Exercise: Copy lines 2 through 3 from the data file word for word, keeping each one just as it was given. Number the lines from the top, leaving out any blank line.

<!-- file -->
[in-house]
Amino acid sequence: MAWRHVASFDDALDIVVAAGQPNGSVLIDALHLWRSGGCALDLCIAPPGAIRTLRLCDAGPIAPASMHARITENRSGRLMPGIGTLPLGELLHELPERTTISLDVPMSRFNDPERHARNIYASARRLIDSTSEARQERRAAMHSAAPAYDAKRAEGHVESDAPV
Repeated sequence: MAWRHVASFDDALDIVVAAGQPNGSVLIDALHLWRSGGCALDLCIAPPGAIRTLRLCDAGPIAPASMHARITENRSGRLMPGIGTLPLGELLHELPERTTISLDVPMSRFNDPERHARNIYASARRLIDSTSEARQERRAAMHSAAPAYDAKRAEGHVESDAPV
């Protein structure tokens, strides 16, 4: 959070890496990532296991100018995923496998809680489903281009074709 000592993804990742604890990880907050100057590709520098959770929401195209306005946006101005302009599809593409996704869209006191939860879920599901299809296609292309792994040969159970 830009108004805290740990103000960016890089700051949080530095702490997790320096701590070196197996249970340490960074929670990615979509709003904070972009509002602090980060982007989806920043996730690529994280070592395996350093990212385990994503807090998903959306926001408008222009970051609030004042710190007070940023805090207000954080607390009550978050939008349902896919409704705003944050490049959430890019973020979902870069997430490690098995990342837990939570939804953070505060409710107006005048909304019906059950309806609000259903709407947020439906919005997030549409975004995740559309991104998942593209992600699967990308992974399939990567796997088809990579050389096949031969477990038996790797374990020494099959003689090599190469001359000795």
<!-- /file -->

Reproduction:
Amino acid sequence: MAWRHVASFDDALDIVVAAGQPNGSVLIDALHLWRSGGCALDLCIAPPGAIRTLRLCDAGPIAPASMHARITENRSGRLMPGIGTLPLGELLHELPERTTISLDVPMSRFNDPERHARNIYASARRLIDSTSEARQERRAAMHSAAPAYDAKRAEGHVESDAPV
Repeated sequence: MAWRHVASFDDALDIVVAAGQPNGSVLIDALHLWRSGGCALDLCIAPPGAIRTLRLCDAGPIAPASMHARITENRSGRLMPGIGTLPLGELLHELPERTTISLDVPMSRFNDPERHARNIYASARRLIDSTSEARQERRAAMHSAAPAYDAKRAEGHVESDAPV